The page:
Problem Roulette is an exam prep tool that helps students study and improves the way instructors track their progress.
Studying for exams is a stressful experience for students. It’s particularly challenging in Science, Technology, Engineering, and Mathematics (STEM) courses because it can be difficult to access material from past exams. Problem Roulette provides students a more equitable study experience by presenting questions from previous tests in a more realistic exam setting.
The Problem Roulette team hired my department to redesign their interface and create new functionality for students and instructors alike. We identified several new features that would improve the way students practice the material and designed a dashboard that helps instructors monitor class performance.
As the lead UX Designer on the project, I’ve been responsible for managing our user research process, a visual overhaul of the old UI, and the design and development of new features. I also mentor the UX research and design interns on the project.
Redesigning the old interface
The original application was designed and implemented in 2008. After testing it with a dozen users in spring 2017, we identified plenty of opportunities to modernize the platform and improve some gaps in usability.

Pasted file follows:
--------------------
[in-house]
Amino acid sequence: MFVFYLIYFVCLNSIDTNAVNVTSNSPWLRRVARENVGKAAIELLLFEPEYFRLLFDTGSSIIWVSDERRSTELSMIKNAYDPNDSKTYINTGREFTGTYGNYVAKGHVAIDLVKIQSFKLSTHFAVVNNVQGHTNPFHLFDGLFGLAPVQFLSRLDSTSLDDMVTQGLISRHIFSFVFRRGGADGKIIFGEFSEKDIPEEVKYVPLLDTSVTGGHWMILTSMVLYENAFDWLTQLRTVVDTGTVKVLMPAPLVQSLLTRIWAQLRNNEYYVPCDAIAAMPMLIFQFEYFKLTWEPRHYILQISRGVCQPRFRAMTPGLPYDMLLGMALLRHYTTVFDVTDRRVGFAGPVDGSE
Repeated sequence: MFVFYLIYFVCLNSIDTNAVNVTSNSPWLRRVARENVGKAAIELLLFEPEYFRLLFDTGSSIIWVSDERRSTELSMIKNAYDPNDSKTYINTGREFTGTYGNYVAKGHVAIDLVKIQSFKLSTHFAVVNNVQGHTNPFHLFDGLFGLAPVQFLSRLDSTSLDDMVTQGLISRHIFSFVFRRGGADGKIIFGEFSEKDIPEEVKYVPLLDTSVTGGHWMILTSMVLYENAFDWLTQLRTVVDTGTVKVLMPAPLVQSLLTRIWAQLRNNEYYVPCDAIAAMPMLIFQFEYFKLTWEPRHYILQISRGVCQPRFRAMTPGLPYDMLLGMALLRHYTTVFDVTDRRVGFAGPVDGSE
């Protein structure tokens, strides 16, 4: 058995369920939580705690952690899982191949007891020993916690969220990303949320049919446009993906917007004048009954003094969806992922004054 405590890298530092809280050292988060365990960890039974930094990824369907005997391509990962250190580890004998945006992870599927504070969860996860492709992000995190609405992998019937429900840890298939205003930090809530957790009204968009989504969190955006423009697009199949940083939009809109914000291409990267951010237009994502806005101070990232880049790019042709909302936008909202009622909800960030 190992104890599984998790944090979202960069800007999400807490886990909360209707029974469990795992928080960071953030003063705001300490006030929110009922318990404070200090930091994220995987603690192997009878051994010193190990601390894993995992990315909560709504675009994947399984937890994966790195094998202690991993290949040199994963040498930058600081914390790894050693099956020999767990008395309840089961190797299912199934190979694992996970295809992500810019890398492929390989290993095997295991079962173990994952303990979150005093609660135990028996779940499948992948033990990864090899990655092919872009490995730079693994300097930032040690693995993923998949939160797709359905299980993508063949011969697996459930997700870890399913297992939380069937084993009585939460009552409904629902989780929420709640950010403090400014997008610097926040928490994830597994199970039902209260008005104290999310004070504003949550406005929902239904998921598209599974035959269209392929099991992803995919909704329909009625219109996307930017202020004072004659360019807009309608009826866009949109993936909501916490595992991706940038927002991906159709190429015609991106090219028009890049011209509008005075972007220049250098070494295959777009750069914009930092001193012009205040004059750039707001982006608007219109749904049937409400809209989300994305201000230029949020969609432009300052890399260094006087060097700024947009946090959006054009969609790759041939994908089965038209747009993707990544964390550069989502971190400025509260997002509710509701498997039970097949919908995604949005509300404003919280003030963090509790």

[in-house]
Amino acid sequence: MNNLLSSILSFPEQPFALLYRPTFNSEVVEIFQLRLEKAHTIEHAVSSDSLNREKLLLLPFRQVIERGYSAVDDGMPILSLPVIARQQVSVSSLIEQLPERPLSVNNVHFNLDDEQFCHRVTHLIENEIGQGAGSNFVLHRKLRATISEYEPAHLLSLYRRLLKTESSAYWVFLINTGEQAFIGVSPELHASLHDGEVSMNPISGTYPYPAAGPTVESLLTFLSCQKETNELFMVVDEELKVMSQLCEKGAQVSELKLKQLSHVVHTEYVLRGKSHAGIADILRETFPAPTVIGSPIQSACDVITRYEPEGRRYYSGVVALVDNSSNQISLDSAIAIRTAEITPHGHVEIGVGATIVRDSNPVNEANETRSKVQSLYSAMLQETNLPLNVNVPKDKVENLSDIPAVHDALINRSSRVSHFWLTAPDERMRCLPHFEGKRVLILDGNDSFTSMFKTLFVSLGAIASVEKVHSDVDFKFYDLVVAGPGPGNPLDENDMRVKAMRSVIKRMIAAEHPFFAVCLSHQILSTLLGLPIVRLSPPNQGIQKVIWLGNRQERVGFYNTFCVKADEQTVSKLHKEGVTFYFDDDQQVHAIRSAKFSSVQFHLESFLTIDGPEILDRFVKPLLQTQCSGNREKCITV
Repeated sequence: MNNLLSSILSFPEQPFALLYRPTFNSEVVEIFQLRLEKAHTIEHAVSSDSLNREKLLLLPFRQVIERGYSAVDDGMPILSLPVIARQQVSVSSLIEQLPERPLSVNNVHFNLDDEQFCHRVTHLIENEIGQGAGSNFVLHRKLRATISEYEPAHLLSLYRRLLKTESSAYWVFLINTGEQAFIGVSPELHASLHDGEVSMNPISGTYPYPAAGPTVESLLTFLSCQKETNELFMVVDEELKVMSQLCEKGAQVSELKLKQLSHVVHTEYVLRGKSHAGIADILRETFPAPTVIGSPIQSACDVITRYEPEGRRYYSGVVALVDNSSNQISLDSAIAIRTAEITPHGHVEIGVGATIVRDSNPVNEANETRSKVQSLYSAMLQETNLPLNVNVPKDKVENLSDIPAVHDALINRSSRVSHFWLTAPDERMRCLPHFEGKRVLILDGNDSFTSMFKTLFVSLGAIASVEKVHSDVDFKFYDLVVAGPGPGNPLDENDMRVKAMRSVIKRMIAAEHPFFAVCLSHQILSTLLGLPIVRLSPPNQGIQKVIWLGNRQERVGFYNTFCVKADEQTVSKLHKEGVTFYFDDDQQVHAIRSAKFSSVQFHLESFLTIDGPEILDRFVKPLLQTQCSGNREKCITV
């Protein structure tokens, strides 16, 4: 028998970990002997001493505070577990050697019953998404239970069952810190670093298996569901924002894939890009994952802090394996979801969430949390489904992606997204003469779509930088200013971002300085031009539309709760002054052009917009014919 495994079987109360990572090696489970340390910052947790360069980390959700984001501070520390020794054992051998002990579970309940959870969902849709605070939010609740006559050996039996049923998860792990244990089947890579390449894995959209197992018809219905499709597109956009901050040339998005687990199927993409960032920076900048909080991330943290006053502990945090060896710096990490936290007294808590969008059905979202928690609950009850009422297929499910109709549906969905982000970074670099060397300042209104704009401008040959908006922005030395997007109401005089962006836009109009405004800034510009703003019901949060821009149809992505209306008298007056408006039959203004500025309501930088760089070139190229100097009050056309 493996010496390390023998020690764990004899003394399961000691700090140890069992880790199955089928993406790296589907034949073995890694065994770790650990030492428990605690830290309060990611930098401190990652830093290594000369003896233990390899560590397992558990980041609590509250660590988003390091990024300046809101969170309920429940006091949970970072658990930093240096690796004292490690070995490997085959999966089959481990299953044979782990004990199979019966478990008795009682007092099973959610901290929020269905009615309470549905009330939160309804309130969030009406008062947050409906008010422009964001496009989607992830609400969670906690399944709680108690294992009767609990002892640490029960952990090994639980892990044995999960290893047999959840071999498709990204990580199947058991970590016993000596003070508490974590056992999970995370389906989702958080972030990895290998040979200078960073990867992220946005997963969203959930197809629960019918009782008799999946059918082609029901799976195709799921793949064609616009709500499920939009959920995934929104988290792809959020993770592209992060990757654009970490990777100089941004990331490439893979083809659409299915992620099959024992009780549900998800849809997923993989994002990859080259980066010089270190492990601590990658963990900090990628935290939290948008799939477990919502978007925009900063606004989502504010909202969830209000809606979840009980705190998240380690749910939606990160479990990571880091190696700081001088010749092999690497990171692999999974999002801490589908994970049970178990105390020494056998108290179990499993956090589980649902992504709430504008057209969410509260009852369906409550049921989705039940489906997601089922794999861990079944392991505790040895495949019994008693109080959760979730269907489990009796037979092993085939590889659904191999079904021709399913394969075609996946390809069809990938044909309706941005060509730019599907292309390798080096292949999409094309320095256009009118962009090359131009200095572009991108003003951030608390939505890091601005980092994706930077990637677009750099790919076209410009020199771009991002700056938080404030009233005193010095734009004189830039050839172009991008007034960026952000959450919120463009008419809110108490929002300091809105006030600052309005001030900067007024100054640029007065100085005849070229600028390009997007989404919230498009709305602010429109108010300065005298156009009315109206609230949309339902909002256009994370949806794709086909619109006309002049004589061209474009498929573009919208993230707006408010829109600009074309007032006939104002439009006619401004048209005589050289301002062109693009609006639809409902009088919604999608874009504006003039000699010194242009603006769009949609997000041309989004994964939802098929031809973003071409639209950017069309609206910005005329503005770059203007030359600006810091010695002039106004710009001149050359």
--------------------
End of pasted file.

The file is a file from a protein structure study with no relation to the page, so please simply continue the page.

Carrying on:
I started the redesign process by first focusing on usability heuristics and accessibility. Navigating into a study session wasn’t intuitive and there was no obvious way to save or revisit a problem. After documenting and prototyping the improvements to information architecture and user flow, I created a new style guide and component library for the site. I then decided on a new color palette and partnered with one of our department’s graphic designers on creating a new logo and brand identity.
Introducing new functionality
Through several rounds of user research, I asked students about other difficulties they face when preparing for exams. I documented their suggestions and prioritized one new feature that had the potential to solve several problems: group study.
We know from contextual inquiry that students in STEM courses spend a lot of time studying together in groups. We noticed that they often crowded around Problem Roulette on one student’s computer so they could all look at the same question. This was a great opportunity for our platform to complement that behavior and provide a group study experience that doesn’t require students to always be colocated.
The next thing students asked for was a better way to track their progress. This also happened to be something instructors were very interested in. I led a round of user interviews with both parties to determine which metrics to show in a student activity dashboard and the best way to visualize them. After prototyping several possible solutions in collaboration with the software dev team, I took the designs back to the users for feedback and settled on a final version.